The United Auto Workers plans to strike Mack Trucks operations in three states on Sunday, the first walkout at the heavy-duty truck maker in 35 years.
UAW Local 677 has 3,500 members at plants in Pennsylvania, Maryland and Florida. About 2,400 of the workers are in Lower Macungie Township in Pennsylvania’s Lehigh Valley.
Workers stayed on the job under terms of a three-year agreement that expired October 1. The extension was set to expire at 11:59 p.m. Saturday. Workers voted Sept. 20 to authorize a strike if necessary.
“We are disappointed that the company failed to provide any substantial offer prior to the October 1 expiration date or during the period in which we extended the contact,” Ray Curry, secretary-treasurer of the UAW and director of its Heavy Duty Truck Department, said in a letter to William Waters, director of Employee and Labor Relations for Volvo Trucks North America.
Mack and its sibling Volvo Trucks are part of the Volvo Group of Swedish manufacturer Volvo AB.
Curry said the union would be available to resume negotiations on Monday, Oct 21, meaning the strike presumably would last for at least eight days.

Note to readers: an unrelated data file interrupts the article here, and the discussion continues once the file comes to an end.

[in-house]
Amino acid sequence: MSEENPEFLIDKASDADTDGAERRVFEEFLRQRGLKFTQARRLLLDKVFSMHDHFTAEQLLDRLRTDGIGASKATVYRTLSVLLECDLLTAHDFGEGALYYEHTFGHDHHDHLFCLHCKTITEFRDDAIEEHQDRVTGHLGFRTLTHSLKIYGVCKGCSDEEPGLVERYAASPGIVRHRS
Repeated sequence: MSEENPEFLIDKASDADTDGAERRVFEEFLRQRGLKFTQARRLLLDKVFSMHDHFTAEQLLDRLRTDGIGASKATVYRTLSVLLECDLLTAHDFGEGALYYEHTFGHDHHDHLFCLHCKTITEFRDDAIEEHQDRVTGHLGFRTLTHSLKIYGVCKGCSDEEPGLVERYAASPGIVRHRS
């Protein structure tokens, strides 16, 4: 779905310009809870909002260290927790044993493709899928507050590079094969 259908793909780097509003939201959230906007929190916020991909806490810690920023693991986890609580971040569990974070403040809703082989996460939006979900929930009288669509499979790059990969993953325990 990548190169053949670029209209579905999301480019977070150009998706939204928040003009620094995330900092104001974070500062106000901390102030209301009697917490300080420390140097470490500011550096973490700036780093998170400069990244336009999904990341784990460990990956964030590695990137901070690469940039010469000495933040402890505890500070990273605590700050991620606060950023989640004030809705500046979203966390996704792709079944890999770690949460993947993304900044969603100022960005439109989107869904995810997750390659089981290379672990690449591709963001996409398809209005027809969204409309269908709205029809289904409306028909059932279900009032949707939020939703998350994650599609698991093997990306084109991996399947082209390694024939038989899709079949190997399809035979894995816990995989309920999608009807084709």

Surprised and disappointed
“We are surprised and disappointed that the UAW decided to strike, rather than
to allow our employees to keep building trucks and engines while the parties continued
to negotiate,” Mack Trucks CEO Martin Weissburg said in a statement.
“The positive working relationship between local UAW leadership and management at our facilities was clearly in evidence throughout the negotiations, and progress was being made,” Weissburg said.
Mack and Volvo Trucks are the only major heavy-duty truck makers that produce all their trucks for North America in the United States.
Mack “continues to compete against products built in lower-cost countries,” Weissburg said, but it has no plans to move production. Mack has invested more than $400 million in its plants and logistics network over the last 10 years. SInce 2015, Mack has insourced work that has created more than 500 jobs in its U.S. factories, Weissburg said..
“We have significant new investments in both facilities and products on the way,” he said.
Curry’s letter included a list of unresolved issues including wages, cost-of-living adjustments (COLA), job security, skilled trades, work schedules and health and safety.
The UAW last walked out at Mack Trucks in 1984. The strike lasted nine days, according to the Allentown Morning Call. The current agreement was reached after a one-day extension in 2016, the newspaper said.
The downtime during the strike comes as the backlog of Class 8 trucks waiting to be built is shrinking. Mack and Volvo each plan two weeks of downtime in the fourth quarter to adjust production to demand.
Mack, which makes only Class 8 trucks, is a major producer of construction, refuse and off-highway models in addition to the over-the-road Mack Anthem. It has a 7.4% market share, down two-tenths of a point from the same time a year ago.